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I Hate the Mentally Ill – My Ex was Bipolar and She was Evil

I like my job. I get to write for a living which is something many writers don’t get to do. And moreover, I get to write about things that matter to me. Also a great luxury for many writers. These are pleasures as are the vast majority of people I get to meet.

I do have the great displeasure, though, of seeing vehement hatred for those with a mental illness. People who hate show up here, on my blog and elsewhere. People with a hatred for bipolar disorder seem to seek places to express their hatred.

But hatred of the mentally ill is simply another prejudice. Hatred of people with bipolar is the same as racism and just as unacceptable.

People with Bipolar Are Selfish, Whiny, Childish Monsters

No one in their right mind would say, “All [people of race] are selfish, whiny, childish monsters.”

They wouldn’t say that because it isn’t true and it’s outlandish to think, let alone say. People of any race are individuals and thus are all different. Enlightened people understand painting them all with any brush is inaccurate, insulting and quite frankly just plain wrong.

It’s exactly the same for those with a mental illness. Suggesting all people with bipolar are selfish, whiny, childish monsters (and I have heard much worse) is ridiculous. I am none of those things. I’m a grab-bag of traits, much like everyone else. Except I have an illness.

Some people have had bad experiences with the mentally ill. They use this as an excuse to hate everyone with bipolar disorder. This hatred is as bad as racism. Read more.Why do People Hate those with Bipolar?

There is generally one reason why people hate those with a mental illness: they have had bad experiences with them in the past. And for whatever cockamamie reason, they have generalized that experience onto everyone with bipolar disorder. And for some reason they don’t see the ludicrousness of that behavior.

My Ex was Bipolar; She was Evil

Lots of these people have bipolar ex-significant others. And some hate their ex-others. Perhaps for good reason; I couldn’t say. But here’s the thing:

  1. You fell in love with that person at some point and married/had kids with/lived with them, so there really is something good there somewhere.
  2. People hate their ex-others. It has nothing to do with bipolar and everything to do with being an ex.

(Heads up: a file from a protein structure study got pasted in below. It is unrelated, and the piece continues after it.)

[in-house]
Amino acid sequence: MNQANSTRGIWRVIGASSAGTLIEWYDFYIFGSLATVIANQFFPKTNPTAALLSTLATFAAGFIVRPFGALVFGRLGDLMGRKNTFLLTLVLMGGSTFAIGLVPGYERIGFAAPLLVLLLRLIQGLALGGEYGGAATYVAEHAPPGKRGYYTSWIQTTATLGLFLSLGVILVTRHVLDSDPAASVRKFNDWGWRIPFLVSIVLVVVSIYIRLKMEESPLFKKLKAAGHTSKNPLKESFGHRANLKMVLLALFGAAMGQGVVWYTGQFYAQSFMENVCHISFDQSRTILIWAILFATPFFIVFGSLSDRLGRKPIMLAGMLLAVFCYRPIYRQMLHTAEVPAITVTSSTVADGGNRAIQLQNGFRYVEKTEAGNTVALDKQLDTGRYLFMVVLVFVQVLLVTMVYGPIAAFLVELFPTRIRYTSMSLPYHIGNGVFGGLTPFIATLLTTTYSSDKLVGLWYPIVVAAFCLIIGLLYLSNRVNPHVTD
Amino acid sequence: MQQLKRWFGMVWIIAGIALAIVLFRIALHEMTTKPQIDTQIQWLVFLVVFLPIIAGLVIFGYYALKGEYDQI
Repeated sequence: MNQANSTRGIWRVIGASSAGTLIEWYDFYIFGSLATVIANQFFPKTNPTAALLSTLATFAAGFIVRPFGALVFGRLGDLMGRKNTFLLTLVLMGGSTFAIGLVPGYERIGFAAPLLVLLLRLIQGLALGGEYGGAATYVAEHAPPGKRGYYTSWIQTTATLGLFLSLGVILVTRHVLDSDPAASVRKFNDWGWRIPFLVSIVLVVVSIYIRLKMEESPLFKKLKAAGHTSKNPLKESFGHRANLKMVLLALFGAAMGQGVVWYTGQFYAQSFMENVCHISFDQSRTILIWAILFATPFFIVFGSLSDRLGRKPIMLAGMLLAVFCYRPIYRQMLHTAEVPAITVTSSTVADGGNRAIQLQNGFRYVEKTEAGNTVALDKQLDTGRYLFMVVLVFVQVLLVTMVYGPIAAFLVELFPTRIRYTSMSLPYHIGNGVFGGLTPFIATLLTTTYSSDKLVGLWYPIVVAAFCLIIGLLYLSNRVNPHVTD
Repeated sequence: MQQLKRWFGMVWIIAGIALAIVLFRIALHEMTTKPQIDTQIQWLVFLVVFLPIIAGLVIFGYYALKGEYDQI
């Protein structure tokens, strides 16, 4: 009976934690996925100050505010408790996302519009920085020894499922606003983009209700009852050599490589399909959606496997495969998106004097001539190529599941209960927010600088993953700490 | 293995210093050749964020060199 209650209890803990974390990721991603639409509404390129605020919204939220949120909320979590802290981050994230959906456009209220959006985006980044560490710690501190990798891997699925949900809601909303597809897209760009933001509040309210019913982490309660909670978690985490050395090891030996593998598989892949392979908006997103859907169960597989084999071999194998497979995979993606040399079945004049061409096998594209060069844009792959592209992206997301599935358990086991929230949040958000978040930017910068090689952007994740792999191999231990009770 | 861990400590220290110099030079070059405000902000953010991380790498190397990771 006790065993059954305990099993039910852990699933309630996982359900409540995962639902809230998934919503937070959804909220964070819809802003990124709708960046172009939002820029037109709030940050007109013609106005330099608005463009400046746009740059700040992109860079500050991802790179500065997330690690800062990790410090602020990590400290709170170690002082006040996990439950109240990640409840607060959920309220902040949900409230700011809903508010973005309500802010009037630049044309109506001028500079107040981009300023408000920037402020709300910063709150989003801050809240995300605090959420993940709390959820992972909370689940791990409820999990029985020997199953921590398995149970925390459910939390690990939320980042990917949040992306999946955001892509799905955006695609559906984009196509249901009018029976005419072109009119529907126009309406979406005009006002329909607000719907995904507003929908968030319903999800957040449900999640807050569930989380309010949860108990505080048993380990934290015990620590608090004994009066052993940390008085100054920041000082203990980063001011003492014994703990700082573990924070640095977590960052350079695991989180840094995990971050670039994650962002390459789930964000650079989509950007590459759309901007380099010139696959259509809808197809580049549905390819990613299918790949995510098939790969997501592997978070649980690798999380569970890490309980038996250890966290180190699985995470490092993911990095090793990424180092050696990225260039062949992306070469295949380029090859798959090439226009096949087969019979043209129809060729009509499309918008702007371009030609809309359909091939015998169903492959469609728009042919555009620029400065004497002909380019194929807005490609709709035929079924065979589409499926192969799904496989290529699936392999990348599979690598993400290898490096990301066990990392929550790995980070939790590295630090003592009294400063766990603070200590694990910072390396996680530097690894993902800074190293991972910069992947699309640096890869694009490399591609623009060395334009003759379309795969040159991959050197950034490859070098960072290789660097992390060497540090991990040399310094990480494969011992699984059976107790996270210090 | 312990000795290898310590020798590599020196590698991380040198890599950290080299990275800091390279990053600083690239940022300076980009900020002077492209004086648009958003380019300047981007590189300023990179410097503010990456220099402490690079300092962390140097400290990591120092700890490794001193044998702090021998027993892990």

People also think “men are bad,” because of a bad divorce, or “women are conniving,” or what have you. Not because of anything intrinsic to the gender but because divorces/breakups are nasty, ill-fated, legally acrimonious affairs.

Unfortunately, when one party has a mental illness the other party often feels perfectly justified in dumping the ills of the world at the feet of the illness. And then at the feet of everyone else with the illness.

Your Bipolar Ex Might Have Been Evil

I have no idea who you were married to, and they may have been the worst person on the planet. In fact, their illness may have made their life and yours a living hell. That person may have needed help and refused it. That person may have done horrible things and blamed it on their disease. That person may have hurt those and those you love. Quite possible.

But that’s not about being bipolar, that’s about the individual.

I will accept this illness makes people unpredictable and challenging, like many illnesses. I will accept the fact being with a person with an illness (any illness) is hard. I will accept that we hurt people, and sometimes that hurt has to do with bipolar disorder.

I will not, however, accept any insult you want to throw at me simply because I have the same diagnosis as a person you know. I will not allow you to tell me how I am or who I am. I will not accept your prejudice and I will not accept your hatred.

Enjoy Your Hate

You can hate whomever you like. It’s a free country. But do it in front of me at your own risk. I do not buy your nonsense and to me, you are no better than a racist. Go find another place to play. Because I won’t let you unabashedly hurt others just because you have been hurt.

You can find Natasha Tracy on Facebook or GooglePlus or @Natasha_Tracy on Twitter.

Author: Natasha Tracy

Natasha Tracy is a renowned speaker, award-winning advocate and author of Lost Marbles: Insights into My Life with Depression & Bipolar. Find Natasha Tracy on her blog, Bipolar Burble, Twitter, Google+ and Facebook.